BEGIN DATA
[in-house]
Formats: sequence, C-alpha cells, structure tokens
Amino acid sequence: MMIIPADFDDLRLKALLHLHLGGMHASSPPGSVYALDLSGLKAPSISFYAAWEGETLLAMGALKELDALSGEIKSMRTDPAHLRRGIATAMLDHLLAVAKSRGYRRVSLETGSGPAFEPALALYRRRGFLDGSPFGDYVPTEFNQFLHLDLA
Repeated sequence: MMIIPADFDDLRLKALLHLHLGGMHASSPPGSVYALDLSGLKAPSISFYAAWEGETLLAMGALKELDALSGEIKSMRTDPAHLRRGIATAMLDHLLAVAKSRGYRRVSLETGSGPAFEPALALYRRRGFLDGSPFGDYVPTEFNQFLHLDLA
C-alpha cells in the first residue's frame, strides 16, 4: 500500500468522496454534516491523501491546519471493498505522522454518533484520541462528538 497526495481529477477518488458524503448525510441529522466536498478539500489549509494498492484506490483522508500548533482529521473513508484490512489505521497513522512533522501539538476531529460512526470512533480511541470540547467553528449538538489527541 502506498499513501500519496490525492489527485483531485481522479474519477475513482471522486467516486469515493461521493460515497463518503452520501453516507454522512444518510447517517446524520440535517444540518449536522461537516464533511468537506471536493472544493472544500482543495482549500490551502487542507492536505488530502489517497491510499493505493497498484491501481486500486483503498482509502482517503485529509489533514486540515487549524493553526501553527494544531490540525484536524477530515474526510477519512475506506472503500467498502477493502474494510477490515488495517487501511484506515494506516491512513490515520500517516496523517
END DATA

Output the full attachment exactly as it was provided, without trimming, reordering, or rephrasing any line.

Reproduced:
[in-house]
Formats: sequence, C-alpha cells, structure tokens
Amino acid sequence: MMIIPADFDDLRLKALLHLHLGGMHASSPPGSVYALDLSGLKAPSISFYAAWEGETLLAMGALKELDALSGEIKSMRTDPAHLRRGIATAMLDHLLAVAKSRGYRRVSLETGSGPAFEPALALYRRRGFLDGSPFGDYVPTEFNQFLHLDLA
Repeated sequence: MMIIPADFDDLRLKALLHLHLGGMHASSPPGSVYALDLSGLKAPSISFYAAWEGETLLAMGALKELDALSGEIKSMRTDPAHLRRGIATAMLDHLLAVAKSRGYRRVSLETGSGPAFEPALALYRRRGFLDGSPFGDYVPTEFNQFLHLDLA
C-alpha cells in the first residue's frame, strides 16, 4: 500500500468522496454534516491523501491546519471493498505522522454518533484520541462528538 497526495481529477477518488458524503448525510441529522466536498478539500489549509494498492484506490483522508500548533482529521473513508484490512489505521497513522512533522501539538476531529460512526470512533480511541470540547467553528449538538489527541 502506498499513501500519496490525492489527485483531485481522479474519477475513482471522486467516486469515493461521493460515497463518503452520501453516507454522512444518510447517517446524520440535517444540518449536522461537516464533511468537506471536493472544493472544500482543495482549500490551502487542507492536505488530502489517497491510499493505493497498484491501481486500486483503498482509502482517503485529509489533514486540515487549524493553526501553527494544531490540525484536524477530515474526510477519512475506506472503500467498502477493502474494510477490515488495517487501511484506515494506516491512513490515520500517516496523517